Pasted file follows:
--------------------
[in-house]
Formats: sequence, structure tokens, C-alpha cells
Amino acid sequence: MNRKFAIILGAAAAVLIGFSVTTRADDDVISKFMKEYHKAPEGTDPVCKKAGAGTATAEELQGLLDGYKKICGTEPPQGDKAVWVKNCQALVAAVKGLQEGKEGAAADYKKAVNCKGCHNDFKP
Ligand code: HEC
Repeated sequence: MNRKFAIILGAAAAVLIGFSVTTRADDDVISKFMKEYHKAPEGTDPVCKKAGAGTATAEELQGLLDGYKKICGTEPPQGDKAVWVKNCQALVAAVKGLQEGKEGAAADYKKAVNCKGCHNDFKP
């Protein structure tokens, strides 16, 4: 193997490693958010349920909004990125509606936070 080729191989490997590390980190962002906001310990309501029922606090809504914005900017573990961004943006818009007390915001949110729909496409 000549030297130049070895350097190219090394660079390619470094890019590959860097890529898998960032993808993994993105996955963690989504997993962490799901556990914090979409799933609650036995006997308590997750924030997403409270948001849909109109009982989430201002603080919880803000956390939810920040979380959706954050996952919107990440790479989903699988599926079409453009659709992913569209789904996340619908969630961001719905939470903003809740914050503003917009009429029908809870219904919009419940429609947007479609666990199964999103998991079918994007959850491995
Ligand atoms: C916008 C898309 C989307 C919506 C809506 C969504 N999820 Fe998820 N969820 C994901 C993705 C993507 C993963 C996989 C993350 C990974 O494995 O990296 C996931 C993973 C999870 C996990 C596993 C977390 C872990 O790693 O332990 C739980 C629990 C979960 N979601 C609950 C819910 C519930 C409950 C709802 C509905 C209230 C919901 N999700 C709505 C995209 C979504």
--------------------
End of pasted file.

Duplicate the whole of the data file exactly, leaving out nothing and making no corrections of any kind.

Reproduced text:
[in-house]
Formats: sequence, structure tokens, C-alpha cells
Amino acid sequence: MNRKFAIILGAAAAVLIGFSVTTRADDDVISKFMKEYHKAPEGTDPVCKKAGAGTATAEELQGLLDGYKKICGTEPPQGDKAVWVKNCQALVAAVKGLQEGKEGAAADYKKAVNCKGCHNDFKP
Ligand code: HEC
Repeated sequence: MNRKFAIILGAAAAVLIGFSVTTRADDDVISKFMKEYHKAPEGTDPVCKKAGAGTATAEELQGLLDGYKKICGTEPPQGDKAVWVKNCQALVAAVKGLQEGKEGAAADYKKAVNCKGCHNDFKP
């Protein structure tokens, strides 16, 4: 193997490693958010349920909004990125509606936070 080729191989490997590390980190962002906001310990309501029922606090809504914005900017573990961004943006818009007390915001949110729909496409 000549030297130049070895350097190219090394660079390619470094890019590959860097890529898998960032993808993994993105996955963690989504997993962490799901556990914090979409799933609650036995006997308590997750924030997403409270948001849909109109009982989430201002603080919880803000956390939810920040979380959706954050996952919107990440790479989903699988599926079409453009659709992913569209789904996340619908969630961001719905939470903003809740914050503003917009009429029908809870219904919009419940429609947007479609666990199964999103998991079918994007959850491995
Ligand atoms: C916008 C898309 C989307 C919506 C809506 C969504 N999820 Fe998820 N969820 C994901 C993705 C993507 C993963 C996989 C993350 C990974 O494995 O990296 C996931 C993973 C999870 C996990 C596993 C977390 C872990 O790693 O332990 C739980 C629990 C979960 N979601 C609950 C819910 C519930 C409950 C709802 C509905 C209230 C919901 N999700 C709505 C995209 C979504």